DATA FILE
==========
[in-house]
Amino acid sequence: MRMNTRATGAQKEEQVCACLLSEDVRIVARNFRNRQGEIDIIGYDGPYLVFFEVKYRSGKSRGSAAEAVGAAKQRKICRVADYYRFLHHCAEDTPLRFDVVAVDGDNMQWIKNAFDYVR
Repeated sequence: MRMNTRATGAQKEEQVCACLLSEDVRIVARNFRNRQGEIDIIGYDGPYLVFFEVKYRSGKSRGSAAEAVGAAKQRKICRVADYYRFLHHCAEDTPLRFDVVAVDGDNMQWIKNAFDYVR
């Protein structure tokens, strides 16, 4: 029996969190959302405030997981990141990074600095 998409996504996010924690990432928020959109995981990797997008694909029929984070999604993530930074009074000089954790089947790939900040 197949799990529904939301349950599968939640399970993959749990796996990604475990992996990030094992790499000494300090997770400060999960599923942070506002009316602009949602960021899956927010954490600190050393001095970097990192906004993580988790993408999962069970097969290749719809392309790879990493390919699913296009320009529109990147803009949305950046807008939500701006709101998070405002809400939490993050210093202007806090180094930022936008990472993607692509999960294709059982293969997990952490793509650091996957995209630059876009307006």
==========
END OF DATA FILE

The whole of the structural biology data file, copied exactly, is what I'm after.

[in-house]
Amino acid sequence: MRMNTRATGAQKEEQVCACLLSEDVRIVARNFRNRQGEIDIIGYDGPYLVFFEVKYRSGKSRGSAAEAVGAAKQRKICRVADYYRFLHHCAEDTPLRFDVVAVDGDNMQWIKNAFDYVR
Repeated sequence: MRMNTRATGAQKEEQVCACLLSEDVRIVARNFRNRQGEIDIIGYDGPYLVFFEVKYRSGKSRGSAAEAVGAAKQRKICRVADYYRFLHHCAEDTPLRFDVVAVDGDNMQWIKNAFDYVR
């Protein structure tokens, strides 16, 4: 029996969190959302405030997981990141990074600095 998409996504996010924690990432928020959109995981990797997008694909029929984070999604993530930074009074000089954790089947790939900040 197949799990529904939301349950599968939640399970993959749990796996990604475990992996990030094992790499000494300090997770400060999960599923942070506002009316602009949602960021899956927010954490600190050393001095970097990192906004993580988790993408999962069970097969290749719809392309790879990493390919699913296009320009529109990147803009949305950046807008939500701006709101998070405002809400939490993050210093202007806090180094930022936008990472993607692509999960294709059982293969997990952490793509650091996957995209630059876009307006």